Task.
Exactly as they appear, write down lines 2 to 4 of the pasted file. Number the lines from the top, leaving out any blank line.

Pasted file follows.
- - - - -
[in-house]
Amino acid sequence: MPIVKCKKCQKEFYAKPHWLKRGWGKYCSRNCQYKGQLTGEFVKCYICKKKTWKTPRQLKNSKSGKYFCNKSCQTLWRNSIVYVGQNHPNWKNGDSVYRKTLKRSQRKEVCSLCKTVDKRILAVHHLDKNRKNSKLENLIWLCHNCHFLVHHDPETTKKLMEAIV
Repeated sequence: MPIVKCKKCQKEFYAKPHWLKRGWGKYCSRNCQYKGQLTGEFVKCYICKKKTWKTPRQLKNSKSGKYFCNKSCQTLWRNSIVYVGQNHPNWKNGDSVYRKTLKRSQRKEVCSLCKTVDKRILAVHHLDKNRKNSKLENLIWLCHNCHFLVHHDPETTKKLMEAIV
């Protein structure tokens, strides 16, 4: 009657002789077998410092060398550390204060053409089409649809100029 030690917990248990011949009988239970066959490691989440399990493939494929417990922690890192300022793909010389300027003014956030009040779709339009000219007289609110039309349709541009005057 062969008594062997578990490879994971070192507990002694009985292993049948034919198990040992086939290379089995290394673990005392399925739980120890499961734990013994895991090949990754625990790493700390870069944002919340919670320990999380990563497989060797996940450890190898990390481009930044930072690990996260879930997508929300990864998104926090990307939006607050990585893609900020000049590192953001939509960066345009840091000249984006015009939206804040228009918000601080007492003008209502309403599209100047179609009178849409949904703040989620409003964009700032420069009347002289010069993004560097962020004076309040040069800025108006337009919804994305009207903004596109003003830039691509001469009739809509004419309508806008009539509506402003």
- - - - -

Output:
Amino acid sequence: MPIVKCKKCQKEFYAKPHWLKRGWGKYCSRNCQYKGQLTGEFVKCYICKKKTWKTPRQLKNSKSGKYFCNKSCQTLWRNSIVYVGQNHPNWKNGDSVYRKTLKRSQRKEVCSLCKTVDKRILAVHHLDKNRKNSKLENLIWLCHNCHFLVHHDPETTKKLMEAIV
Repeated sequence: MPIVKCKKCQKEFYAKPHWLKRGWGKYCSRNCQYKGQLTGEFVKCYICKKKTWKTPRQLKNSKSGKYFCNKSCQTLWRNSIVYVGQNHPNWKNGDSVYRKTLKRSQRKEVCSLCKTVDKRILAVHHLDKNRKNSKLENLIWLCHNCHFLVHHDPETTKKLMEAIV
């Protein structure tokens, strides 16, 4: 009657002789077998410092060398550390204060053409089409649809100029 030690917990248990011949009988239970066959490691989440399990493939494929417990922690890192300022793909010389300027003014956030009040779709339009000219007289609110039309349709541009005057 062969008594062997578990490879994971070192507990002694009985292993049948034919198990040992086939290379089995290394673990005392399925739980120890499961734990013994895991090949990754625990790493700390870069944002919340919670320990999380990563497989060797996940450890190898990390481009930044930072690990996260879930997508929300990864998104926090990307939006607050990585893609900020000049590192953001939509960066345009840091000249984006015009939206804040228009918000601080007492003008209502309403599209100047179609009178849409949904703040989620409003964009700032420069009347002289010069993004560097962020004076309040040069800025108006337009919804994305009207903004596109003003830039691509001469009739809509004419309508806008009539509506402003």